North Nikiski at
Boulder Point, 1985 to 1993
My daughter Gail and her husband Gary lived on a Homestead eight miles back on the tip of Boulder Point. If you stand at Arness Dock and look to your right the land that juts out into Cook Inlet is Boulder Point.
She has lots of stories about homesteading that are fascinating! Some cannot be repeated! They walked into their place at times or they plowed themselves in and plowed themselves out of the homestead at other times. They were stuck more times that can be counted when it came to break-up in the spring as the mud in the trail turned to Jell-O.
Sometimes Gail walked in and out on a short cut trail in the middle of the winter with a backpack to get groceries. Coming back from such a trip she had a sheepskin cap on. All of the sudden something hit her from behind and knocked her into the snow, face first. As she tried to roll over to see what happened, her big backpack was so heavy it pinned her down and she had to wiggle out of the backpack and then roll over to see what hit her. A large white owl had swooped down and tried to carry her away in his talons. She had a big rip in the sheepskin cap and a story to tell.
Another time she took a shortcut across a lake to get home. She had snow shoes on and was carrying a long pole “just in case.” The long pole saved her life. Her snowshoes broke through the lake and she went into the icy water up to her waist. By using the pole she finally wiggle herself out. She stated that she was never cold but her Carhartts froze as she was walking home and by the time she got home she was taking little tiny steps.
She planted beautiful, bountiful, large gardens. We all benefited in the large quantities of green broccoli and kohlrabi which Arleigh called “cabbage apples” and other produce. She also tired her hand at raising mushrooms. She had a horse, a goat and pig (a birthday present from me and Bob one year) and chickens for eggs. Later in the year she butchered them and we canned them. Oh my, what nice big-big tasty chickens they were! And she was always on the lookout for bears and moose. (But that is another story!)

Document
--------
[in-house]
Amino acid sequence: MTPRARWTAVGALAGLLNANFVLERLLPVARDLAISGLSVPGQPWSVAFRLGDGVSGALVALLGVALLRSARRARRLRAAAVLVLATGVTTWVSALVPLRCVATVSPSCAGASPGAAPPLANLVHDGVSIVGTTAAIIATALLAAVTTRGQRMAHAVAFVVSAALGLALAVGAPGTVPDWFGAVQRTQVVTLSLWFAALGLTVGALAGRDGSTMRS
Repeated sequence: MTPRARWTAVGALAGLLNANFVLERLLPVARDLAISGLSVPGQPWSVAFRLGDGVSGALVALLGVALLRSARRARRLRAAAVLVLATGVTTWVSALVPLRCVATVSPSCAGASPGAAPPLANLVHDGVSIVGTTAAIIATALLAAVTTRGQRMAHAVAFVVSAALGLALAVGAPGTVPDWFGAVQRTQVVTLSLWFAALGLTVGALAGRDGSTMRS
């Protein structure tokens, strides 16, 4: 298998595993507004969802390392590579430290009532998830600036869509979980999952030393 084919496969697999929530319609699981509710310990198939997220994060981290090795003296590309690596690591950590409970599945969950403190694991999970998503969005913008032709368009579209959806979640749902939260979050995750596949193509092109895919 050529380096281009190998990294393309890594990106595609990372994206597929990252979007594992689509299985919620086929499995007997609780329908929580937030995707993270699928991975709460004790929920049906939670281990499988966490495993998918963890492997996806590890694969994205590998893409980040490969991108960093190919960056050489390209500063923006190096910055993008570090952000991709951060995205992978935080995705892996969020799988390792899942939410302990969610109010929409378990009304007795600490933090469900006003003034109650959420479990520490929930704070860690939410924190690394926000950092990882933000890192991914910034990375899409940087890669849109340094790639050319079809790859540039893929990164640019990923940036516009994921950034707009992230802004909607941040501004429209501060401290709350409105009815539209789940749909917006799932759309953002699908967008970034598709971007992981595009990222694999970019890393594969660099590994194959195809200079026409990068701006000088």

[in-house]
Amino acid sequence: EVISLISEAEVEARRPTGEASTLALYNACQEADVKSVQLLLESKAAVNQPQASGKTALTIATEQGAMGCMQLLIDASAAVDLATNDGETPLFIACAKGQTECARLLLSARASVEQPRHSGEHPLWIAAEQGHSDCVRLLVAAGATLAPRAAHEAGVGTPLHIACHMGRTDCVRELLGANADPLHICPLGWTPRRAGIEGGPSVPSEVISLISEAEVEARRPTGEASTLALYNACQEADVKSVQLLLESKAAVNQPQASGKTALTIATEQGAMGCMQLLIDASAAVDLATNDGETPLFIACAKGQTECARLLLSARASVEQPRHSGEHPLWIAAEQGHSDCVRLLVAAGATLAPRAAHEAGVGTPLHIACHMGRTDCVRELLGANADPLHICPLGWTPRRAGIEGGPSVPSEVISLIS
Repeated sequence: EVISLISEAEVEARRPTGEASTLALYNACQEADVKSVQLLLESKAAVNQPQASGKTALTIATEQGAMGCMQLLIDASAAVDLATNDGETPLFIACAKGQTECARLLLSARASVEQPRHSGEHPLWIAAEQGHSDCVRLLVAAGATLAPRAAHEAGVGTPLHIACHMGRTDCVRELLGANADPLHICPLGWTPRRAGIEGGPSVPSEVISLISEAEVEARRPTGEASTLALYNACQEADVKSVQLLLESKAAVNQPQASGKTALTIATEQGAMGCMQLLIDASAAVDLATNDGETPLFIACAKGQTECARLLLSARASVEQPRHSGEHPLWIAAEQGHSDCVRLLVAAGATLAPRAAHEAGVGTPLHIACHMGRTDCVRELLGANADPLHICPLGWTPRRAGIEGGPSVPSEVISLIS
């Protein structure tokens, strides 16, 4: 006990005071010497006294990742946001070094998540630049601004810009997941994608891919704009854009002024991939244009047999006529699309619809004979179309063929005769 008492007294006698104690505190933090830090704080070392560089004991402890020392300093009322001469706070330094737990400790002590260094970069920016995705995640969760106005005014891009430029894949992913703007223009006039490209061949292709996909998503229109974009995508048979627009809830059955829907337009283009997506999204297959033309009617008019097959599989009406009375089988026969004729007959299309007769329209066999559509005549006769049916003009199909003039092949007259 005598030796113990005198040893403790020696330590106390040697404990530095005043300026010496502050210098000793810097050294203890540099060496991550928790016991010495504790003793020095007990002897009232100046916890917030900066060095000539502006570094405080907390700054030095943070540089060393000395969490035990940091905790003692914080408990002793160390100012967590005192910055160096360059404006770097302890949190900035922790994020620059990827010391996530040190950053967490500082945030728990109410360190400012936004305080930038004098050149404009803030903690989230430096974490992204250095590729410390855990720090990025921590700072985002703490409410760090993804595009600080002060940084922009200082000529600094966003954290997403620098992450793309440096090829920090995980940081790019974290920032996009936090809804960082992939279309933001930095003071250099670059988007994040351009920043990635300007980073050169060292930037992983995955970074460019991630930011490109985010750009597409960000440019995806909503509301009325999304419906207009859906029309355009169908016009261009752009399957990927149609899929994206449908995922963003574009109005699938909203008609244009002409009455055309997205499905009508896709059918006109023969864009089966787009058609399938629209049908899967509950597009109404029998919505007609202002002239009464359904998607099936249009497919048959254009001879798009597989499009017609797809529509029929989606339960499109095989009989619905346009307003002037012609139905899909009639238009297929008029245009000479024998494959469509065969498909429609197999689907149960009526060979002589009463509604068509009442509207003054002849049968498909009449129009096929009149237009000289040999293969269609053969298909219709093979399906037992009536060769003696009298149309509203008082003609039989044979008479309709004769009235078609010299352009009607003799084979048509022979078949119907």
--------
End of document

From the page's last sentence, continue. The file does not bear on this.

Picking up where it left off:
She drove herself off the homestead one wintry January day in 1986 after she watered and fed the animals. Then she put chains on the truck to get out to the main road and meet Gary at his work place. They went off to Soldotna Hospital where she was Medevaced to Providence Hospital. She said the Air-vac nurse was airsick. Providence Hospital is where my grandson, Arleigh was born on January 6, 1986. He was placed in the very new, newborn ICU facilities. I am still in awe of the efficiency of the nurses. This teeny tiny baby was hooked up to wires and oxygen tubes in an incubator that was hooked up to a large unit of blinking lights, switches and wires. He was there 27 days. He was sent home hooked up to a breathing-heart monitor that made him look like he was a little robot for two years. His Mom did not get much sleep!
Now he is 28 yeas old and has built his own home. He is a truck driver and heavy equipment operator. Can you tell how proud this old grandma is!
You had a wonderful Happy Birthday Arleigh!